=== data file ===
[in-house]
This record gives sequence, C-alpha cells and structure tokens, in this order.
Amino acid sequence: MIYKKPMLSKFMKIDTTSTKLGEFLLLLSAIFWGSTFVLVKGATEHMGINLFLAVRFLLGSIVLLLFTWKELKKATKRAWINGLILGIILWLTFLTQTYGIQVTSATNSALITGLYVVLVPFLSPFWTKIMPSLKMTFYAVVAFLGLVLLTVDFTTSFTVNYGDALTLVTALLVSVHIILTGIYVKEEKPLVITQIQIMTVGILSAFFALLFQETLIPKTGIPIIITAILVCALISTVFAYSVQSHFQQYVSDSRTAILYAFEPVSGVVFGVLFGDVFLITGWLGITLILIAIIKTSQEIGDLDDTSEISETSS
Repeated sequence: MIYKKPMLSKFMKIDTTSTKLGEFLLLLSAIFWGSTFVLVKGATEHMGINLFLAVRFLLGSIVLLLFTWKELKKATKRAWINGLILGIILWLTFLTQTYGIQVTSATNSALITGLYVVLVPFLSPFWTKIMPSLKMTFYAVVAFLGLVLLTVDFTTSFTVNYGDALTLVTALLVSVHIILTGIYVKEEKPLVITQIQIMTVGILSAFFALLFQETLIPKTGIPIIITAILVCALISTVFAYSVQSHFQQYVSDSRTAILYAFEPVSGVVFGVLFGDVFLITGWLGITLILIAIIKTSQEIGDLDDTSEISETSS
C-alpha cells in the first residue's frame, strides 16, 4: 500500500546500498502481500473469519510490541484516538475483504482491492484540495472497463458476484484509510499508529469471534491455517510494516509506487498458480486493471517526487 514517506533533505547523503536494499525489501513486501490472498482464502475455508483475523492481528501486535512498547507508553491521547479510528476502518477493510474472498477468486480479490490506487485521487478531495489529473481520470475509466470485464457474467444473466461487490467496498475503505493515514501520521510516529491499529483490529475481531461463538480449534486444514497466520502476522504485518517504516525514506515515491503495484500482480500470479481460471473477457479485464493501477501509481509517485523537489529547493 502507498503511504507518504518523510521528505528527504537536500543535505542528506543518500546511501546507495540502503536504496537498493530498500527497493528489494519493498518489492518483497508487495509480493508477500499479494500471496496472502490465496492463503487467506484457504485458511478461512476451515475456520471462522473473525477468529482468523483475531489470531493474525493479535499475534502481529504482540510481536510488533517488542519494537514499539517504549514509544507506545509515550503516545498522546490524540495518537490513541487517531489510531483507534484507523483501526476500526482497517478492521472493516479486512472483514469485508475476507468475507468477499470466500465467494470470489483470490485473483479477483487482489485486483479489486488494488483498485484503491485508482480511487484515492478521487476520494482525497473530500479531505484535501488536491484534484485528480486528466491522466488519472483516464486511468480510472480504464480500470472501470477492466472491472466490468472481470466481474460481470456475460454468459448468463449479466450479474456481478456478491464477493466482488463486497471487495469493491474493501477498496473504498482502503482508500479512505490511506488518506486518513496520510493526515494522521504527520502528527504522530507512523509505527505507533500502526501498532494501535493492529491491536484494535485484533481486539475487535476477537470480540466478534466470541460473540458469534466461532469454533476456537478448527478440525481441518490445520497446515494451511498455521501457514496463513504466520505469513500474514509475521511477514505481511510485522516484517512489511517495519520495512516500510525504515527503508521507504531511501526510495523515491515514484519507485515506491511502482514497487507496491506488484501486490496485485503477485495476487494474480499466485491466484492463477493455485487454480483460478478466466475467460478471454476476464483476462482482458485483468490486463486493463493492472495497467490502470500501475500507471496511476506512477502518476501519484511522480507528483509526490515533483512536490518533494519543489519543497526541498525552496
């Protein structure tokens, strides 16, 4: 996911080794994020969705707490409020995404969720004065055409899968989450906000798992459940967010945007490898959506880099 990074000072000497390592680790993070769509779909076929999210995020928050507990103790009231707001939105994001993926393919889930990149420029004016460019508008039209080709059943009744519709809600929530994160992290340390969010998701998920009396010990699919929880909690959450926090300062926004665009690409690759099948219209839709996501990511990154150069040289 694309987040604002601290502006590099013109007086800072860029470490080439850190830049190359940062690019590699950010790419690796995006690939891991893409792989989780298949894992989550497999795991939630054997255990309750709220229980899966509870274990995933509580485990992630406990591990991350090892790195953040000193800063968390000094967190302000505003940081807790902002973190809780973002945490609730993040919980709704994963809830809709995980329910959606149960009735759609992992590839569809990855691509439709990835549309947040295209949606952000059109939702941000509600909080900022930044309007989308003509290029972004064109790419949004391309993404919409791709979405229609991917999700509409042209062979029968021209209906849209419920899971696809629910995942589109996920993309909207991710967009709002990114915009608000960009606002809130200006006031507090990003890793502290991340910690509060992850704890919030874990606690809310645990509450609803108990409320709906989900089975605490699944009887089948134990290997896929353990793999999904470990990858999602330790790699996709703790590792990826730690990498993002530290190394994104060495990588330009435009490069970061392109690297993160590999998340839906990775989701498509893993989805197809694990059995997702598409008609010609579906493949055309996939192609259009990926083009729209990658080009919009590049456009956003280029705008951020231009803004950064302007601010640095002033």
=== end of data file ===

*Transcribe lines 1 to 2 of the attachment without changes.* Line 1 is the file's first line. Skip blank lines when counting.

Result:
[in-house]
This record gives sequence, C-alpha cells and structure tokens, in this order.